Opinion

Seven things your parents taught you that will get you far in business

In this posting from the LinkedIn Agency Influencer program, Alex Delehunt argues for a back-to-basics approach to workplace etiquette

In this day and age, general manners and business etiquette is something that has taken a backseat.

You may have noticed it yourself in email replies, or even in the lunchroom.

Publicis Media’s Alex Delehunt

People don’t say please, thank you or even hello sometimes! It seems so obvious to me to do these things, but there are a lot of people coming into the workplace that have never had this spelt out to them.

Honestly, it’s sad that we even have to isn’t it?

I was lucky that in my first “real” job I had a very direct manager that instilled some behaviours in me that have stood the test of time. They can be summarised as:

  1. Be on time – if you’ve accepted a meeting or arranged a phone call, then the least you can do is make the effort to be on time. By being late, you’re basically saying your time is more important than the other person’s.
  2. If you are going to be late, let someone know – even if the bus was late or another meeting ran over, you normally have at least 20 seconds to whip out your phone and text/email a quick, “So sorry, running 5 minutes late.”
  3. Do your homework – if a meeting has pre-reading or you’re going to present something, take 10 minutes beforehand to prepare yourself. It might mean getting to the meeting room early to make sure the computers are all working. (Murphy’s law, the more important the meeting, the greater chance something will not work!)
  4. Organise yourself (aka manage that inbox) – I hear it so often, “Oh sorry just must have missed your email.” It’s either an excuse that they haven’t gotten back to you or they have a poorly managed inbox. I keep what is in my actual inbox to a minimum; it’s only things that still need actioning that remain in there. Once something has been responded to, it gets filed away. Even if it’s in a folder name ‘Completed’, you’ll be better able to prioritise once you can actually see what you need to deal with.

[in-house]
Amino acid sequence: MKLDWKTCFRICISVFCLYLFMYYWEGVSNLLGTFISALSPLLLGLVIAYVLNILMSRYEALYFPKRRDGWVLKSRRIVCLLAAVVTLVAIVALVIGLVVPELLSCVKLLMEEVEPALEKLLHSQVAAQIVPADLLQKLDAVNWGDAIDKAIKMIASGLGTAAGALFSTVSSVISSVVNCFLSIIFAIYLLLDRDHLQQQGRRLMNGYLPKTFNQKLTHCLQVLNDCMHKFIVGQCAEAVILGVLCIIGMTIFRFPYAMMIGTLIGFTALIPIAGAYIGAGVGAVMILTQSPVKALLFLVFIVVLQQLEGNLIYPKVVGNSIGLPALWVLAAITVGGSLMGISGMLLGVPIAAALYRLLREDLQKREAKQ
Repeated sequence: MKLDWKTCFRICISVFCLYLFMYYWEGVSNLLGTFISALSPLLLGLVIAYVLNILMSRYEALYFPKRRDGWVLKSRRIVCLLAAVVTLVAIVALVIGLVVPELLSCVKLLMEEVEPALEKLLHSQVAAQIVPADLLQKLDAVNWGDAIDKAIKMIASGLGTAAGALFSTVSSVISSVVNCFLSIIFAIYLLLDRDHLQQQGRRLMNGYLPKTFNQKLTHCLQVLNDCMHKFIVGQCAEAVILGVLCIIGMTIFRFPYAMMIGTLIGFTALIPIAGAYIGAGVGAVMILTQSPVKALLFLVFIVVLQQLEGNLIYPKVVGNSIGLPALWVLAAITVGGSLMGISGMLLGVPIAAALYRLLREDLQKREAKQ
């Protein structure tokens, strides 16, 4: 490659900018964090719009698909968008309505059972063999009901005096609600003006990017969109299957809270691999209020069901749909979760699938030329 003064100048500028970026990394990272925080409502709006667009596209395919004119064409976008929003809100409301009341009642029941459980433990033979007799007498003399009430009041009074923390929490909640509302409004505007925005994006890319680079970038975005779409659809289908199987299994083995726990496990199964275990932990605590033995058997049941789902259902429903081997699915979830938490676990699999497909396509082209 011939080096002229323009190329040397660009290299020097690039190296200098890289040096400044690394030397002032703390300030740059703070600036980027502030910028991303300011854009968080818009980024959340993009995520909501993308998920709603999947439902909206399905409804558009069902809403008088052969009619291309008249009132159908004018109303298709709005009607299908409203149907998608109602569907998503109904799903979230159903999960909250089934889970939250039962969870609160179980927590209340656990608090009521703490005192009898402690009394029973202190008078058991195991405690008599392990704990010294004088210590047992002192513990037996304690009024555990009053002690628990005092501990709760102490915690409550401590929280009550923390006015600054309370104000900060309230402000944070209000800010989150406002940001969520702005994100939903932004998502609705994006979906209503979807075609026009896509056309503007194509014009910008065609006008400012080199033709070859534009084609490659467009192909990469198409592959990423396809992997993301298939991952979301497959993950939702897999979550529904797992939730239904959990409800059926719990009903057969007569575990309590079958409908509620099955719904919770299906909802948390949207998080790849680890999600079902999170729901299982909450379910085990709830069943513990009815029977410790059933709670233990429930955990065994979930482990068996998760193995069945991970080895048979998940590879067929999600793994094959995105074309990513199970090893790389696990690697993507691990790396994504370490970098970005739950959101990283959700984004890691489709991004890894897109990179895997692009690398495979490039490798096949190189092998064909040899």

5. Put the phone away – if you’re attending a meeting, either leave your phone at your desk or only have it with you in case of an emergency. There is nothing more rude then when you’re up presenting something (that has taken you time and effort to prepare!) and someone is sitting on their phone, clearly not paying attention.
  6. If you RSVP for an event, show up – never forget that someone spent time and money organising this event and having half of the people show up is a waste of their resources and makes you look rude. If you truly cannot attend, always let them know as far in advance as possible.
  7. Listen twice as much as you talk – you’ll be surprised how much you will pick up on if you spend the time to actually listen to someone instead of thinking about your next sentence. And don’t be afraid of silence, this is a great way to encourage someone to open up more.

These may seem basic but you will be surprised how far they can take in your career. You will build trust and credibility and leave a lasting impression on someone in a great way!

Alex Delehunt is people and culture manager at Publicis Media

This article is part of the LinkedIn Agency Influencer program. See more from the program by clicking on the banner below.

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